Luttinger or Fermi liquids versus topological superconductivity
Abingdon :Taylor & francis ltd
Physics and chemistry of liquids. - London
, p. 353-394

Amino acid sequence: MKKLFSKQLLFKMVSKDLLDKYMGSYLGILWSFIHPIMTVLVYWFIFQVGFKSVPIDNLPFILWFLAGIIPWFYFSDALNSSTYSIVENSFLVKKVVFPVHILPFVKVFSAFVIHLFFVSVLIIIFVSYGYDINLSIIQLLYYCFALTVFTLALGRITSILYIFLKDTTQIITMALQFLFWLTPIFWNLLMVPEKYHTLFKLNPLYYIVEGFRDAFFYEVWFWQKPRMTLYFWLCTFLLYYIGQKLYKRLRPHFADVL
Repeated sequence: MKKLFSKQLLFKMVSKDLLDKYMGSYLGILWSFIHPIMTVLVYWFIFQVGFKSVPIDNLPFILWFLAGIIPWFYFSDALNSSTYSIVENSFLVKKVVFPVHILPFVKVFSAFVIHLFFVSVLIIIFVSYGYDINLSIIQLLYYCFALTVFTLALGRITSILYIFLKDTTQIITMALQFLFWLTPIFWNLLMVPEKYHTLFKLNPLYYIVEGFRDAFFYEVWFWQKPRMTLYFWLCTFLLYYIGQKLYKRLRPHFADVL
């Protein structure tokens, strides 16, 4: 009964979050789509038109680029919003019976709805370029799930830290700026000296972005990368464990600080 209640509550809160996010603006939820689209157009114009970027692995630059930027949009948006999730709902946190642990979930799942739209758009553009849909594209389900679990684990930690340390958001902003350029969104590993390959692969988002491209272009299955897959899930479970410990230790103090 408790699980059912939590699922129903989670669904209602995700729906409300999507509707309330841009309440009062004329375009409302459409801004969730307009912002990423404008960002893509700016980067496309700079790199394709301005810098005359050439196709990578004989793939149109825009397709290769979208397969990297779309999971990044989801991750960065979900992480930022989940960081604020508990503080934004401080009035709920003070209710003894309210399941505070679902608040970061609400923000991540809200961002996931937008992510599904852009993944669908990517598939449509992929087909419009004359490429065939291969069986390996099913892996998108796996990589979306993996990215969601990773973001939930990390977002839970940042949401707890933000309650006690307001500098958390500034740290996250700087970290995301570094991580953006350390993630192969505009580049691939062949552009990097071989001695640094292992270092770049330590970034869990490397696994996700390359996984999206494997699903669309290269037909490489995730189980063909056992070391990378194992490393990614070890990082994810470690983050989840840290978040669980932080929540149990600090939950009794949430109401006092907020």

Superconductors, classified by materials, embrace at least four broad groups: (i) BCS metals and alloys; (ii) heavy Fermion materials; (iii) high-T-c cuprates and (some) organic compounds, and (iv) fullerides. Broadly speaking, in classes (i) and (iv), with (i) possibly embracing the recent discovery of superconductivity in MgB2 with T-c similar to 40 K, electron liquids flow through essentially non-magnetic lattices and the electron-phonon interaction is a key component of the mechanism for Cooper pairing. In classes. (ii) and (iii), plus the low-T-c material Sr2RuO4, electron or hole liquids flow through assemblies with magnetic spin fluctuations. The nature of the normal state in class (iii) is not yet universally agreed, both Fermi or Luttinger liquids remaining viable to date, the former, however, with the formation of precursor 2e Bosons somewhat above T-c. Our own studies reveal some common ground between classes (ii) and (iii), involving coherence lengths and effective masses, as well as non-s-wave pairing, though the interactions leading to pairing almost certainly have different physical origins in these two groups. Finally, topological superconductivity is reviewed. It is argued that such a treatment of a topological superfluid could eventually deepen the understanding of the class (iv) fullerides. Resonating valence bond theory, used by Anderson and co-workers as an, of course, approximate strongly-correlated electron technique for high-T-c cuprates, can itself be re-written in the form of topological superconductivity, as discussed especially by Wiegmann and collaborators.